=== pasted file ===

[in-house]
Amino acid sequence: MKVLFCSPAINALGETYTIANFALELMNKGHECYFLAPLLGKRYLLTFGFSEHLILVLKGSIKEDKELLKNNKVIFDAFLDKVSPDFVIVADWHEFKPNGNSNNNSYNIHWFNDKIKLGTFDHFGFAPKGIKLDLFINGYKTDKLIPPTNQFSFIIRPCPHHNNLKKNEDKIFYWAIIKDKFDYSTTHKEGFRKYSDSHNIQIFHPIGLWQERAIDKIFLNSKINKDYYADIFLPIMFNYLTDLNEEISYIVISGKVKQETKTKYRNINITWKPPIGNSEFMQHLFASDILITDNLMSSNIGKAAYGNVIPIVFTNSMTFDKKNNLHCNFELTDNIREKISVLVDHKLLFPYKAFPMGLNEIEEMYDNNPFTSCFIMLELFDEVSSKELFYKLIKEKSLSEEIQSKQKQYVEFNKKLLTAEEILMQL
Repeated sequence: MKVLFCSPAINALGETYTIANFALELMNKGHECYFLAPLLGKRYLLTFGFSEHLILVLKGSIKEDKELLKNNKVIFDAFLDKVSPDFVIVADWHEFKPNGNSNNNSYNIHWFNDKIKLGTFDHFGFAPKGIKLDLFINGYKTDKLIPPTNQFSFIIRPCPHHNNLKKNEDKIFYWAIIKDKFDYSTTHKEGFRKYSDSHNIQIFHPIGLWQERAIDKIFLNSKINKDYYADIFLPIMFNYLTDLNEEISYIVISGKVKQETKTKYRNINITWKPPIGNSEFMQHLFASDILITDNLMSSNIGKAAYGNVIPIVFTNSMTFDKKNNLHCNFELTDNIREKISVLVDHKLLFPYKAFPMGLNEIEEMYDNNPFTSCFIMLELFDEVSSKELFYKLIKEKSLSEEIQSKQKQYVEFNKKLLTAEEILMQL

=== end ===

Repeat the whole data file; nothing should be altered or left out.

[in-house]
Amino acid sequence: MKVLFCSPAINALGETYTIANFALELMNKGHECYFLAPLLGKRYLLTFGFSEHLILVLKGSIKEDKELLKNNKVIFDAFLDKVSPDFVIVADWHEFKPNGNSNNNSYNIHWFNDKIKLGTFDHFGFAPKGIKLDLFINGYKTDKLIPPTNQFSFIIRPCPHHNNLKKNEDKIFYWAIIKDKFDYSTTHKEGFRKYSDSHNIQIFHPIGLWQERAIDKIFLNSKINKDYYADIFLPIMFNYLTDLNEEISYIVISGKVKQETKTKYRNINITWKPPIGNSEFMQHLFASDILITDNLMSSNIGKAAYGNVIPIVFTNSMTFDKKNNLHCNFELTDNIREKISVLVDHKLLFPYKAFPMGLNEIEEMYDNNPFTSCFIMLELFDEVSSKELFYKLIKEKSLSEEIQSKQKQYVEFNKKLLTAEEILMQL
Repeated sequence: MKVLFCSPAINALGETYTIANFALELMNKGHECYFLAPLLGKRYLLTFGFSEHLILVLKGSIKEDKELLKNNKVIFDAFLDKVSPDFVIVADWHEFKPNGNSNNNSYNIHWFNDKIKLGTFDHFGFAPKGIKLDLFINGYKTDKLIPPTNQFSFIIRPCPHHNNLKKNEDKIFYWAIIKDKFDYSTTHKEGFRKYSDSHNIQIFHPIGLWQERAIDKIFLNSKINKDYYADIFLPIMFNYLTDLNEEISYIVISGKVKQETKTKYRNINITWKPPIGNSEFMQHLFASDILITDNLMSSNIGKAAYGNVIPIVFTNSMTFDKKNNLHCNFELTDNIREKISVLVDHKLLFPYKAFPMGLNEIEEMYDNNPFTSCFIMLELFDEVSSKELFYKLIKEKSLSEEIQSKQKQYVEFNKKLLTAEEILMQL